• Highlight the business and the use case. I see so many resumes that don’t have a tint about the project or the product they worked on and jump directly into the tech stack. Setting the context is important and helps people grasp the value of your work.
  • Mentioning the project has two advantages for you
    • It will communicate that you are a business-driven developer
    • It will give recruiters an understanding of the kind of work you do.
    • Sometimes, recruiters might have a hard time going through technical jargon. A business problem will make you more relatable.
  • Don’t document every little thing you did in this section. Keep each experience section 3-5 points.
    • What is the project?
    • What is your role, contribution, and team?
    • Tech stack, Key outcomes, and metrics
Here is an example from my resume

Projects Before Education

This can be a no-brainer for many people, but your education should be at the bottom of the resume unless you are from a reputed institution.
The hierarchy of resumes is Experience » Projects » and Education in that order.
If you are from a 2nd or 3rd-tier college (an Indian term), mention your university over your college.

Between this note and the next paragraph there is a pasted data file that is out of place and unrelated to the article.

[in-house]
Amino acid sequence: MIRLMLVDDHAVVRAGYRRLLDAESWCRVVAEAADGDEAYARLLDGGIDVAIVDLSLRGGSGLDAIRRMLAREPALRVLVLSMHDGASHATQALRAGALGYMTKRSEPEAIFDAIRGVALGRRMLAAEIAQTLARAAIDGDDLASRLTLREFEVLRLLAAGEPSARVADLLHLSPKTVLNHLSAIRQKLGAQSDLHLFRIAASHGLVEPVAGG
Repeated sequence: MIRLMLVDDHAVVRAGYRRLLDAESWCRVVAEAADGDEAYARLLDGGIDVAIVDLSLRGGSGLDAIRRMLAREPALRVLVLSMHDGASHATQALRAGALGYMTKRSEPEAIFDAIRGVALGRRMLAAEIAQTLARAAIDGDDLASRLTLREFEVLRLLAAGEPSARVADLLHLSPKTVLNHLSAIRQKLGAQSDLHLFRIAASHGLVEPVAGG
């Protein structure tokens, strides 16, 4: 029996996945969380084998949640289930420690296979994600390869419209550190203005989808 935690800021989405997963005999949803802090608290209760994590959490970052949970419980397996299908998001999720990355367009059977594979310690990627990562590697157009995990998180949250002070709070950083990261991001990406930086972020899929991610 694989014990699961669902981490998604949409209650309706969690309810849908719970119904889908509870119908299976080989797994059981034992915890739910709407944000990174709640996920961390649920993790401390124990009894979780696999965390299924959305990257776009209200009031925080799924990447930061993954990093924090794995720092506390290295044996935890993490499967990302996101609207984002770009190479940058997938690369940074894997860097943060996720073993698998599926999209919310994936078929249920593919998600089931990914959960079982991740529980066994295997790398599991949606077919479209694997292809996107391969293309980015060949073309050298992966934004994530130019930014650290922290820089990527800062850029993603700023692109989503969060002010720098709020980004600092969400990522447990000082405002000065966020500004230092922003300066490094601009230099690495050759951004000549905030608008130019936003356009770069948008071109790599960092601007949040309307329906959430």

Experience Outside a Job

I see a common misconception, especially with juniors, is that their resume can’t be strong without work experience.
Experience != No of years
Anytime you get out of your comfort zone, it is experience, and anytime it’s recognized by an external party. This can be via a freelance gig, an open-source project, or an internship.

Layout

You don’t need fancy layouts(Unless you’re a designer). Keep it simple
  • A recruiter’s brain is already trained enough to look for specific sections; disrupting that with fancy layouts and colors might work against you.
  • Don’t add your photo; cognitive biases are real and might work against you. Drop your location if you’re applying for a role that isn’t location-specific.
  • Create a good balance of white space and content.

Using ChatGPT

  • ChatGPT is a tool that can work for or against you, depending on your use.
  • Don’t expect ChatGPT to write everything for you. Without proper prompting, Chatgpt responses are bland and lifeless.
  • What can we do about it?
    • Write out in as much detail about your work experience as possible
    • Use ChatGPT to refine it, make it short, impactful,

Checklist for you

  • Open your resume in PDF Format
  • Put yourself in the shoes of the recruiter
  • List down 3 things that you notice immediately
  • If it’s not your key skills and experience - update and rearrange them
  • During the interview, look where the questions are coming from your resume. What draws the most attention?
  • Do you want that section to be in the limelight? If not, change things.
Resume writing is an art and an experiment. A good resume will help you find a dream job that's meant just for you.
If you still have trouble getting it right, schedule a 1:1 session with me.
Book your topmate session today